The very second the last trick or treater finished wiping off the final smear of scary face paint on 31st October the festive season officially started! By Mel Tucker.
I love Christmas, especially now that I have my own children to experience it with, but the onslaught of commercialism that accompanies it wears very thin, especially when it starts in October.
For me the real meaning of Christmas is love, family, friends, food, fun and hopefully a few presents but it is easy for these things to become lost behind a corporate roadblock of ‘those’ big red trucks roaming around the country; drowned out by the debate about whose advertising campaign made more people cry and questions about which major department store Lily Allen will be singing for this year.
So back in September (I know, but I am a planner and need to be well organised or Christmas just won’t happen!) I made a pledge which I felt would help me get back to my own spirit of Christmas; enable me to make sure my presents were more meaningful and my hard-earned money went further; and on a selfish note, might also protect me from some of the corporate blitz.
So the pledge: I am TRYING to ensure that every present I buy this year ticks at least one (but hopefully more) of the following boxes:
I posted my pledge on social media immediately, so I couldn’t back out of it and just do a trolley dash in the nearest supermarket. Gulp!
Initially I felt slightly panicky about where I could go and how the heck I was going to achieve this. But I am very happy, not to mention pleasantly surprised, to report that once I got going it’s actually been easier than I expected.
So in case anyone else is already feeling a bit ‘Ba Humbug’ about the festive season, and would like a slightly alternative perspective on the joys of Christmas shopping, here are a few of my exploits so far:
One soggy Sunday we were looking for somewhere to go to keep our daughters amused. They requested Dartmoor but as it was too wet to ramble outdoors we compromised and visited the House of Marbles (free and fun day out) and Devon Guild of Craftsmen (a charity) at Bovey Tracey. A few hours later a couple of bags full of beautiful things had been purchased while the girls and daddy were busy drawing superheroes as part of the Guild’s half-term activities. Between the items I bought at these two places the boxes I ticked included: charity; fair trade; handmade; independent and local.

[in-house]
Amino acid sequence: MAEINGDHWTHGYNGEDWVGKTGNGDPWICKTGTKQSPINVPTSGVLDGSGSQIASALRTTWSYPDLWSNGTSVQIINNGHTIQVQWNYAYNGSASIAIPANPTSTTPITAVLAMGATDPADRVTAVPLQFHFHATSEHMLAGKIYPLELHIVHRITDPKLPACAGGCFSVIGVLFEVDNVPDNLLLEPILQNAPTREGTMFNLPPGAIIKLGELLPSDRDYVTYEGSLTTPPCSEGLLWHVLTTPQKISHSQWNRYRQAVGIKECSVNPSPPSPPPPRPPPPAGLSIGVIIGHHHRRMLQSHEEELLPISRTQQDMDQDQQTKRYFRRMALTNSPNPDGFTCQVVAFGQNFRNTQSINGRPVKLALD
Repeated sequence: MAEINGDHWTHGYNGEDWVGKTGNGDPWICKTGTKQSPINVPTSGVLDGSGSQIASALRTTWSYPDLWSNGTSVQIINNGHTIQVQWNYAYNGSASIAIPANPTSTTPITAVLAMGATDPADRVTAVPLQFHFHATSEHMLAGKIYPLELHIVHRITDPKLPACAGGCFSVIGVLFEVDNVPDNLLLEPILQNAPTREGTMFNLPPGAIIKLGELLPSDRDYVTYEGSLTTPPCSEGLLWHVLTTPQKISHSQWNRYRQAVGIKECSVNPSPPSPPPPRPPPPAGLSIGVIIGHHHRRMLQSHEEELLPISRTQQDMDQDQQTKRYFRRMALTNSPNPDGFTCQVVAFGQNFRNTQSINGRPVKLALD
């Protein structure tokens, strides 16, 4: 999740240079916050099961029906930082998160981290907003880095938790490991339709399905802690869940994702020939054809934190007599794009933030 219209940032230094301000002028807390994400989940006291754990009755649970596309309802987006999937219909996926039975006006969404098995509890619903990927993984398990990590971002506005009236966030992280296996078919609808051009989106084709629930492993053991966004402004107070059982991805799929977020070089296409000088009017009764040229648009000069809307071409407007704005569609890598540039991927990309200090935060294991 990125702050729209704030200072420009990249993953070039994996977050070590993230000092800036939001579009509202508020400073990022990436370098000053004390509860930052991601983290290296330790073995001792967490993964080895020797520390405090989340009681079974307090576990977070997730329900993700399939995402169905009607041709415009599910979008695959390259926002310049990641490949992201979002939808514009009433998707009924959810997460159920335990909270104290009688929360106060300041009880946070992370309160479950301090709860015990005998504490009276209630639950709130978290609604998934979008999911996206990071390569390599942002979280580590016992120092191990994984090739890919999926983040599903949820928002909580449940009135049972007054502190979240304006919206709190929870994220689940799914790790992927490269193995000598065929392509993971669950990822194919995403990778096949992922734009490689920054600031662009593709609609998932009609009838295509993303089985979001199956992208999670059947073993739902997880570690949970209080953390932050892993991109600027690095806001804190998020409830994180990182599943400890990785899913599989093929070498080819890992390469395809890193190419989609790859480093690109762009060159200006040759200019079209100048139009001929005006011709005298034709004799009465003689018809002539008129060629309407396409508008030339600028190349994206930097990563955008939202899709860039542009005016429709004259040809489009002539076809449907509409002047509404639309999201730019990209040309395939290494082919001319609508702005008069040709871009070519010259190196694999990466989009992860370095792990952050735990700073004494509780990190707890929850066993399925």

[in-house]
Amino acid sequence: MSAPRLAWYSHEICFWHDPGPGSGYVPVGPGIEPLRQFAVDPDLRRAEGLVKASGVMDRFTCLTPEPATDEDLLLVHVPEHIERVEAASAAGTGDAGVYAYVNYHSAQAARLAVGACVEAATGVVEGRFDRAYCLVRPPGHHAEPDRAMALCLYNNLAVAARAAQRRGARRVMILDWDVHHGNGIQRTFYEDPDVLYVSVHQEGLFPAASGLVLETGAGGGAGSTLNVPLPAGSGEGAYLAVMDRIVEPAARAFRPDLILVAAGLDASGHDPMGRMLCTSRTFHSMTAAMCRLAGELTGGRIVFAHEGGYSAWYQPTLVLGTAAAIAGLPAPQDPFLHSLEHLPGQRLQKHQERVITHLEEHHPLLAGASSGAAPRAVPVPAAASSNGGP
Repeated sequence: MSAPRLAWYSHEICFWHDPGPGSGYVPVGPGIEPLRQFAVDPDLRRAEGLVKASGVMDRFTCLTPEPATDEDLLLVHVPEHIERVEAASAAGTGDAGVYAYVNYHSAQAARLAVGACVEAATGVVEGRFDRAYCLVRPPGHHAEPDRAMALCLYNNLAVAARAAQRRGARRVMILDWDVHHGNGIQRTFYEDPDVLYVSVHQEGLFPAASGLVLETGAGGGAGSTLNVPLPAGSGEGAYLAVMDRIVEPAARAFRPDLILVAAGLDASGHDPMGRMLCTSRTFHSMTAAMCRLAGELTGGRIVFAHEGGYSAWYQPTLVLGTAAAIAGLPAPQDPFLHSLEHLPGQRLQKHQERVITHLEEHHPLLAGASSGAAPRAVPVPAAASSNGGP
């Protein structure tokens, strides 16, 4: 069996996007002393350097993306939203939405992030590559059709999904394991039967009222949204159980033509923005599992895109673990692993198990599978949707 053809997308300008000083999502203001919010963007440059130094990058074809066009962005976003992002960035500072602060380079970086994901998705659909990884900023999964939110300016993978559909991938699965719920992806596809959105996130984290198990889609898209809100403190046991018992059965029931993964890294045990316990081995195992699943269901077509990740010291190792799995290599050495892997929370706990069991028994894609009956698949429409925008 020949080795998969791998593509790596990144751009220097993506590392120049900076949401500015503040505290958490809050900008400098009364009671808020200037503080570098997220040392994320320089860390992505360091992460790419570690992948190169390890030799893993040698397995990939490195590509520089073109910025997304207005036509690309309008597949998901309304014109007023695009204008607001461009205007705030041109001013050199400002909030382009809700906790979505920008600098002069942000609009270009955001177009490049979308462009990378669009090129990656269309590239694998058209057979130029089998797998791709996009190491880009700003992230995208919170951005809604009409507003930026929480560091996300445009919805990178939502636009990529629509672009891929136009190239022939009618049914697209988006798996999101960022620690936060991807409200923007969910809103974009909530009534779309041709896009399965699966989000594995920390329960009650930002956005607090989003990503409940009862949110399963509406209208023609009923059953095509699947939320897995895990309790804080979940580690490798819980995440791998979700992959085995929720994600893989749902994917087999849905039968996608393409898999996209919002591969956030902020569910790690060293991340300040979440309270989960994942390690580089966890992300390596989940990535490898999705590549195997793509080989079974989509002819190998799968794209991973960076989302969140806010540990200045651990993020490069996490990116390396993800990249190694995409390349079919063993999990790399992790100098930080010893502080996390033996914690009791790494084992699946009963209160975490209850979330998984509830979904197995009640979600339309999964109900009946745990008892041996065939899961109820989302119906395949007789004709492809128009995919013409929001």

Another day and I popped into Devonport Live (a social enterprise café) to book a meeting room and walked out with a handcrafted gift from one of the many local artists and crafters showcased there: handmade, independent and local; tick.
We are also making up a couple of ‘good cause’ hampers as presents for family members this year: rattan baskets purchased from Tavistock Pannier Market (handmade, independent, local); filled with shredded paper (recycled); packed with goodies that the recipients will hopefully love from social enterprises like Café Direct; Divine Chocolate, Clarity and Rubies in the Rubble.
Sofa shopping – my favourite kind – has included an Ebay search under ‘handmade’; refining the search criteria to within 50 miles; sorting the results by nearest first and seeing what comes up – in this case a couple of stocking-fillers from a local crafter who donates 10% to a diabetes charity – charity, handmade, independent, local; check!
Other stocking-fillers have been found at Plymouth Play Association’s Scrapstore on Union Street; local crafters Moby and Puddle and Embroider Me and small independent toy shop Whoopee (which I am contractually obliged to go in anyway as I have children).
What I thought was going to be difficult is actually turning out to be easier than traipsing round for hours being bombarded by a commercial Christmas. I am on my way to being 75% done on the Christmas shopping front (do you like my smug face yet?!) but have not set foot in a single department store/chain/supermarket to do it.
I still have numerous Christmas and Craft Fairs of all sizes at the likes of Royal William Yard, Mount Edgcumbe and Plymouth School of Creative Arts; Christmas on the Barbican; and Plymouth’s Independent Quarter to hit.
That sounds like a great reason to celebrate - pass me the Fair Trade mulled wine…ho ho ho!